We can’t treat dengue patients with so few nurses
At a time when the dengue outbreak is taking lives every day and hospitals are getting overwhelmed with patients, we are again reminded of the acute shortage of doctors, nurses and other health workers in public hospitals. A report in this newspaper gives a grim picture of the dengue wards of Dhaka Medical College Hospital (DMCH), the largest public hospital in the city. It is unthinkable that there are only four nurses per shift looking after 100 patients daily, with the numbers reaching 200 at times. It goes without saying that nurses are the ones who carry out follow-up instructions for doctors and have to be on constant alert for any changes in patients' condition. A shortage as severe as this obviously affects the care and recovery of patients.
Even during regular times, our public hospitals do not have enough nurses or doctors, anaesthesiologists, surgeons, gynaecologists and other healthcare staff. This paper has reported innumerable times the manpower crisis in district public hospitals, where patients cannot get proper care and are often forced to go to private facilities where costs are often beyond their means.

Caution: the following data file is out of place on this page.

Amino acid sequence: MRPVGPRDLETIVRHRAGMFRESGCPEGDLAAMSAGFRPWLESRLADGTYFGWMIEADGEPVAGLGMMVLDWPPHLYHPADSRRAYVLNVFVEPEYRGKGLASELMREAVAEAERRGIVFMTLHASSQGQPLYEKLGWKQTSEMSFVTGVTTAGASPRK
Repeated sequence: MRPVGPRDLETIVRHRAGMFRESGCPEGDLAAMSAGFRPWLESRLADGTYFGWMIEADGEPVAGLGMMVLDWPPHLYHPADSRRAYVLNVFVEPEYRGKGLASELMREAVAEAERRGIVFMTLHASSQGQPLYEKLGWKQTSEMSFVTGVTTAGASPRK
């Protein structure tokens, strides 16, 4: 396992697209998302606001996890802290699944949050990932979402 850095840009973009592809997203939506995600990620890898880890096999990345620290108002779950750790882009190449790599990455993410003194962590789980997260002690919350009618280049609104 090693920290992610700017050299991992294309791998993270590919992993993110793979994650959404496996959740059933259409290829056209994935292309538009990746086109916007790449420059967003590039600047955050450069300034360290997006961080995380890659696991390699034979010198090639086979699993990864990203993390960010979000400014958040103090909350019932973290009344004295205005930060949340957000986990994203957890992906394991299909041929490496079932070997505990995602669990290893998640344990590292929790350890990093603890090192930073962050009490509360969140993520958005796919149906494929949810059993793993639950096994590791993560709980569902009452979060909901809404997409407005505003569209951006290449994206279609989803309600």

In 2020, there were approximately 73,043 registered nurses while the estimated demand was for 3 lakh. We have nursing institutes but many nurses opt for the private health sector or overseas jobs where the pay is better. In recent years, the government has tried to attract more nurses by offering better pay and benefits, but clearly, it is not enough to ensure an adequate inflow of nurses in public hospitals.
The government, therefore, must strengthen nursing and midwifery education and increase the capacity of nursing institutes. Policymakers must review the curriculum, faculty and teaching methods, and where necessary, reform them so that the skills of nursing graduates match the needs of the health sector. Moreover, they must focus on recruiting more nurses, establishing more nursing colleges, and providing adequate incentives, financial and non-financial, to persuade them to join public hospitals so that patients are better served at times of health emergencies.